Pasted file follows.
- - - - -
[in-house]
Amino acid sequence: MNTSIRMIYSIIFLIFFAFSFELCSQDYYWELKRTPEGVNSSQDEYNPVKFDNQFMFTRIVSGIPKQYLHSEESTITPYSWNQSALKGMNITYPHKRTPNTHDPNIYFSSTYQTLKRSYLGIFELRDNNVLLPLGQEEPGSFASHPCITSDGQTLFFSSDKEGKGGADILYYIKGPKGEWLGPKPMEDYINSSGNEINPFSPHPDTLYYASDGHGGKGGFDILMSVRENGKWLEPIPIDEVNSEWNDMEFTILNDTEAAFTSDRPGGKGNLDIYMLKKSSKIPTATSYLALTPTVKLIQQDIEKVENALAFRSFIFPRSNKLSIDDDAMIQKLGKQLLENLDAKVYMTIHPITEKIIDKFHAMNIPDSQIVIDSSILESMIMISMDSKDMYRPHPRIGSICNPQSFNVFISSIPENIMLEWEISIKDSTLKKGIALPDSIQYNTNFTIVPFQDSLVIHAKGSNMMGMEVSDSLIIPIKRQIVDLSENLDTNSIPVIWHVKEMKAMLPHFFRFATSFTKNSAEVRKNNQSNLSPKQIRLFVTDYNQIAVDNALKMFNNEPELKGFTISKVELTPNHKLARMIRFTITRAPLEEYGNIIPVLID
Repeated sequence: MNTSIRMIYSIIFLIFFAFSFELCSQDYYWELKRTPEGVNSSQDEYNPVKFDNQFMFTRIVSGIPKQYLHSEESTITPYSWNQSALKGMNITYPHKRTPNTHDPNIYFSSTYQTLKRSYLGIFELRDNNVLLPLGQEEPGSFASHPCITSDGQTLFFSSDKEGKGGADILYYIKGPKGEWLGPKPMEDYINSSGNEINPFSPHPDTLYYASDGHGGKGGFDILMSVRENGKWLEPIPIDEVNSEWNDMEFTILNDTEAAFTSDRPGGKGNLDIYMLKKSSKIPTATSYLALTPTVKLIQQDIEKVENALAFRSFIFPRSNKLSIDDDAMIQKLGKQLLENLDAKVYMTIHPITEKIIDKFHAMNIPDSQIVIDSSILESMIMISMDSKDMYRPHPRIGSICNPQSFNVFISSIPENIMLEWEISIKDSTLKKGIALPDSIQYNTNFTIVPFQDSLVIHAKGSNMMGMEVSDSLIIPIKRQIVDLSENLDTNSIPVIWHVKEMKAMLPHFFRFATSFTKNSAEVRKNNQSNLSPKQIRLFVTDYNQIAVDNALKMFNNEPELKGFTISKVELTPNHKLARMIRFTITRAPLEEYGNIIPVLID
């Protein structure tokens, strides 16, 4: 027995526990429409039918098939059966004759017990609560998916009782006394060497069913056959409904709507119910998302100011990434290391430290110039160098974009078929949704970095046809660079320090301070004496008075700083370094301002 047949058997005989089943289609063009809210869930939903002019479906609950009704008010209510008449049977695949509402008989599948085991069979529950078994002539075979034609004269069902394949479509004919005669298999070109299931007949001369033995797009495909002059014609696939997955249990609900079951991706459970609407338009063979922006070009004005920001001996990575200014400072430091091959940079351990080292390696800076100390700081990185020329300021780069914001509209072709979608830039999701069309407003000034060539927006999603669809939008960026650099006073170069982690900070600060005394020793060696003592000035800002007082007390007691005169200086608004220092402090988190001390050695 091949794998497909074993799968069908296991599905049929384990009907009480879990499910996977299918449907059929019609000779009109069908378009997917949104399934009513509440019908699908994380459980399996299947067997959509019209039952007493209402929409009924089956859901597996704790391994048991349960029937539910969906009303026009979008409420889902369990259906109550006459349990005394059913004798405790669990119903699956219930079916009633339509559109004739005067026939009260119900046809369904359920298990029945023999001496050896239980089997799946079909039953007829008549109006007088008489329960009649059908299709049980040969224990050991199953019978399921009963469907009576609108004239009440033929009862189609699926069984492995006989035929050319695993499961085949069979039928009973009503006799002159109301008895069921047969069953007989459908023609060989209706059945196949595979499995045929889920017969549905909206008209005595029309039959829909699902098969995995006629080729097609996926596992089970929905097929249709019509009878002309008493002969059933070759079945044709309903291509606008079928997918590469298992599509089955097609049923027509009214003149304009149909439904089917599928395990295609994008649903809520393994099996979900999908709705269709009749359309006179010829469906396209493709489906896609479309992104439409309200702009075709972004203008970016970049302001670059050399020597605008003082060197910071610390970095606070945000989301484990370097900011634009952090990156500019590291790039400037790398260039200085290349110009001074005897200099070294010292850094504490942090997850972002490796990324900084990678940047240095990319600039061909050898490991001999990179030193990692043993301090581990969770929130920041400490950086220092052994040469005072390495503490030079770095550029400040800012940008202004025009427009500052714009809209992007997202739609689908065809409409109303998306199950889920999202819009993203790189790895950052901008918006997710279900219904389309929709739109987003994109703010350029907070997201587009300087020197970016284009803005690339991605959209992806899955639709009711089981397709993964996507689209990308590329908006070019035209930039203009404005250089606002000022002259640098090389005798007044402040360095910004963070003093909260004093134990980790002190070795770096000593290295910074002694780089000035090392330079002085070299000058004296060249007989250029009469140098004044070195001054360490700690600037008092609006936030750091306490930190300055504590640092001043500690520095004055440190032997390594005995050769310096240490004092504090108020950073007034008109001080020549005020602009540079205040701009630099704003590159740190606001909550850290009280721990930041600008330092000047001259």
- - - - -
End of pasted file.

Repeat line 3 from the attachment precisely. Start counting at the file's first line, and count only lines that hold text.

Repeated sequence: MNTSIRMIYSIIFLIFFAFSFELCSQDYYWELKRTPEGVNSSQDEYNPVKFDNQFMFTRIVSGIPKQYLHSEESTITPYSWNQSALKGMNITYPHKRTPNTHDPNIYFSSTYQTLKRSYLGIFELRDNNVLLPLGQEEPGSFASHPCITSDGQTLFFSSDKEGKGGADILYYIKGPKGEWLGPKPMEDYINSSGNEINPFSPHPDTLYYASDGHGGKGGFDILMSVRENGKWLEPIPIDEVNSEWNDMEFTILNDTEAAFTSDRPGGKGNLDIYMLKKSSKIPTATSYLALTPTVKLIQQDIEKVENALAFRSFIFPRSNKLSIDDDAMIQKLGKQLLENLDAKVYMTIHPITEKIIDKFHAMNIPDSQIVIDSSILESMIMISMDSKDMYRPHPRIGSICNPQSFNVFISSIPENIMLEWEISIKDSTLKKGIALPDSIQYNTNFTIVPFQDSLVIHAKGSNMMGMEVSDSLIIPIKRQIVDLSENLDTNSIPVIWHVKEMKAMLPHFFRFATSFTKNSAEVRKNNQSNLSPKQIRLFVTDYNQIAVDNALKMFNNEPELKGFTISKVELTPNHKLARMIRFTITRAPLEEYGNIIPVLID